Show simple item record

dc.contributor.authorCoombs, Geoffrey W
dc.contributor.authorDaley, Denise A
dc.contributor.authorLee, Yung Thin
dc.contributor.authorPang, Stanley
dc.contributor.authorBell, Jan M
dc.contributor.authorTurnidge, John D
dc.contributor.authorPang, Stanley
dc.contributor.authorCollignon, Peter
dc.contributor.authorBradbury, Susan
dc.contributor.authorGottlieb, Thomas
dc.contributor.authorRobertson, Graham
dc.contributor.authorBranley, James
dc.contributor.authorBarbaro, Donna
dc.contributor.authorNimmo, Graeme
dc.contributor.authoret al.
dc.date.accessioned2020-12-11T04:27:06Z
dc.date.available2020-12-11T04:27:06Z
dc.date.issued2018
dc.identifier.issn0725-3141en_US
dc.identifier.urihttp://hdl.handle.net/10072/400181
dc.description.abstractFrom 1 January to 31 December 2015, 31 Australian institutions participated in the Australian Staphylococcus aureus Sepsis Outcome Programme (ASSOP). The aim of ASSOP 2015 was to determine the proportion of Staphylococcus aureus bacteraemia (SAB) isolates in Australia that are antimicrobial resistant, with particular emphasis on susceptibility to methicillin and to characterise the molecular epidemiology of the methicillin-resistant isolates. Overall 18.2% of the 2,399 SAB episodes were methicillin-resistant. The 30-day all-cause mortality associated with methicillin-resistant SAB was 18.8% which was not significantly higher than the 15.1% mortality associated with methicillinsensitive SAB. With the exception of the β-lactams and erythromycin, antimicrobial resistance in methicillin sensitive S. aureus (MSSA) remains rare. However, in addition to the β-lactams, approximately 50% of methicillin-resistant S. aureus (MRSA) were resistant to erythromycin and ciprofloxacin and approximately 15% resistant to co-trimoxazole, tetracycline and gentamicin. When applying the EUCAST breakpoints teicoplanin resistance was detected in two S. aureus isolates. Resistance was not detected for vancomycin and linezolid. Resistance to non-beta-lactam antimicrobials was largely attributable to two healthcare-associated MRSA clones; ST22-IV [2B] (EMRSA-15) and ST239-III [3A] (Aus-2/3 EMRSA). ST22-IV [2B] (EMRSA-15) is the predominant healthcare-associated clone in Australia. Sixty-seven percent of methicillin-resistant SAB were due to community-associated clones. Although polyclonal, almost 43% of community-associated clones were characterised as ST93-IV [2B] (Queensland CA-MRSA) and ST1-IV [2B] (WA1). CA-MRSA in particular the ST45-V [5C2&5] (WA84) clone has acquired multiple antimicrobial resistance determinants including ciprofloxacin, erythromycin, clindamycin, gentamicin and tetracycline. As CA-MRSA is well established in the Australian community it is important antimicrobial resistance patterns in community and healthcare-associated SAB are monitored as this information will guide therapeutic practices in treating S. aureus sepsis.en_US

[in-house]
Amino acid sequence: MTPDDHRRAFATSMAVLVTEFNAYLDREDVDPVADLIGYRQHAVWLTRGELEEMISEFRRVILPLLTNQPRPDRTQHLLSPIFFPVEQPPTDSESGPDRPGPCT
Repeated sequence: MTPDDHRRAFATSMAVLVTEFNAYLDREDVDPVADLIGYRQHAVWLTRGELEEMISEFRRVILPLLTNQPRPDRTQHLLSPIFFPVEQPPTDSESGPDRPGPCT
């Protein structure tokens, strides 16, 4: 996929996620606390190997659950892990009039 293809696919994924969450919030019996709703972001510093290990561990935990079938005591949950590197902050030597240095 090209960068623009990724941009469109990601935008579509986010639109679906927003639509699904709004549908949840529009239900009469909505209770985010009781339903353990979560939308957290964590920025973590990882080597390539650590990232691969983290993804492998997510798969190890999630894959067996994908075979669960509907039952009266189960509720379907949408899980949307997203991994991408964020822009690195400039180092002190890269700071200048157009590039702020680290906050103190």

dc.description.peerreviewedYesen_US
dc.languageEnglishen_US
dc.language.isoeng
dc.publisherAustralian Government. Dept of Health & Ageingen_US
dc.publisher.urihttps://www1.health.gov.au/internet/main/publishing.nsf/Content/cdi-2018-indexen_US
dc.relation.ispartofjournalCommunicable Diseases Intelligenceen_US
dc.relation.ispartofvolume42en_US
dc.subject.fieldofresearchClinical Sciencesen_US
dc.subject.fieldofresearchPublic Health and Health Servicesen_US
dc.subject.fieldofresearchcode1103en_US
dc.subject.fieldofresearchcode1117en_US
dc.subject.keywordsScience & Technologyen_US
dc.subject.keywordsLife Sciences & Biomedicineen_US
dc.subject.keywordsInfectious Diseasesen_US
dc.subject.keywordsAustralian Group on Antimicrobial Resistance (AGAR)en_US
dc.subject.keywordsantimicrobial resistance surveillance, Staphylococcus aureus, methicillin sensitive Staphylococcus aureus (MSSA), methicillin-resistant Staphylococcus aureus (MRSA), bacteraemiaen_US
dc.titleAustralian Group on Antimicrobial Resistance (AGAR) Australian Staphylococcus aureus Sepsis Outcome Programme (ASSOP) Annual Report 2015en_US
dc.typeJournal articleen_US
dc.type.descriptionC1 - Articlesen_US
dcterms.bibliographicCitationCoombs, GW; Daley, DA; Lee, YT; Pang, S; Bell, JM; Turnidge, JD; Pang, S; Collignon, P; Bradbury, S; Gottlieb, T; Robertson, G; Branley, J; Barbaro, D; Nimmo, G;et al., Australian Group on Antimicrobial Resistance (AGAR) Australian Staphylococcus aureus Sepsis Outcome Programme (ASSOP) Annual Report 2015, Communicable Diseases Intelligence, 2018, 42en_US
dc.date.updated2020-12-11T03:57:03Z
dc.description.versionVersion of Record (VoR)en_US
gro.rights.copyright© 2018 Australian Government. The attached file is reproduced here in accordance with the copyright policy of the publisher. Please refer to the journal's website for access to the definitive, published version.en_US
gro.hasfulltextFull Text
gro.griffith.authorNimmo, Graeme R.


Files in this item

This item appears in the following Collection(s)

  • Journal articles
    Contains articles published by Griffith authors in scholarly journals.

Show simple item record